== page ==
The customer is actually asking the shop assistant for their opinion, not just asking a rhetorical question.
In other words:
I'll take this green sweater. I like the color on me. Do you like the color on me too?
I'll take this green sweater. I like the color on me. What do you think?
In this case, asking somebody else I like the color on me, don't I? wouldn't make sense. It's not an obvious enough situation for the question to be rhetorical, and a questioner doesn't normally ask somebody else about the questioner's own feelings.
If it had been a rhetorical question, they would have stated something obvious and then asked a question only to emphasize the situation rather than to actually look for an answer.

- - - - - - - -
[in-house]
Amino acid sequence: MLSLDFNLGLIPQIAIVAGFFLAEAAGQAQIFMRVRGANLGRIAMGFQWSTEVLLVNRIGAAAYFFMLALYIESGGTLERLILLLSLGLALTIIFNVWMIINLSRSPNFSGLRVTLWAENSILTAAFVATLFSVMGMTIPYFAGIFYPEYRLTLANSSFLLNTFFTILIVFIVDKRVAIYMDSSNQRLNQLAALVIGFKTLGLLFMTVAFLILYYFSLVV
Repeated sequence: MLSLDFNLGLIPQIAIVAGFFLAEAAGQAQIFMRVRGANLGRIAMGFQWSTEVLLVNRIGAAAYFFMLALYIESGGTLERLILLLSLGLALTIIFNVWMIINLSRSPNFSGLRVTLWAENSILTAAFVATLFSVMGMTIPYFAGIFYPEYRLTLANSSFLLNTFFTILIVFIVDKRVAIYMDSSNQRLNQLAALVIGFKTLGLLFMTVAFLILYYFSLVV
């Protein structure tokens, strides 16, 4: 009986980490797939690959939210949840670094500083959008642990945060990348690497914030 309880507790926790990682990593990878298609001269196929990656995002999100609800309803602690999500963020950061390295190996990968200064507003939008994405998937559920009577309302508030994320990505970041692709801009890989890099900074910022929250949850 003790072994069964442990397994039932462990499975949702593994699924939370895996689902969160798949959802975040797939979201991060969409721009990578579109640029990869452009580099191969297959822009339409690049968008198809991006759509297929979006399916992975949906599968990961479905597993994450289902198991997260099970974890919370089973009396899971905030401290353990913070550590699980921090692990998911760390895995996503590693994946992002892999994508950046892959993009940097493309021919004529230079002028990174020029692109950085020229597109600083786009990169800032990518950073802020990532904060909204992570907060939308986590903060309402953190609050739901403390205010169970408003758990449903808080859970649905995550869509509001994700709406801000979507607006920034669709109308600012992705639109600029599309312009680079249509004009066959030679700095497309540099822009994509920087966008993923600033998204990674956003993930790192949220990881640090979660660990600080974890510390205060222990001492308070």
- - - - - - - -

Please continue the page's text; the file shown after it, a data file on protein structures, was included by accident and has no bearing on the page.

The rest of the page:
For example, after eating three servings of a meal:
It seems I was hungry, doesn't it?
Or to somebody who's finished watching a particular movie for the tenth time:
You really like that movie, don't you?
Because the answer is self-evident, the questioner isn't actually expecting one.
Now, if the shopper came in every day for weeks and always bought a green sweater, then a rhetorical I like the color on me, don't I? could be appropriate. But there is no context for that in the simple sentence given.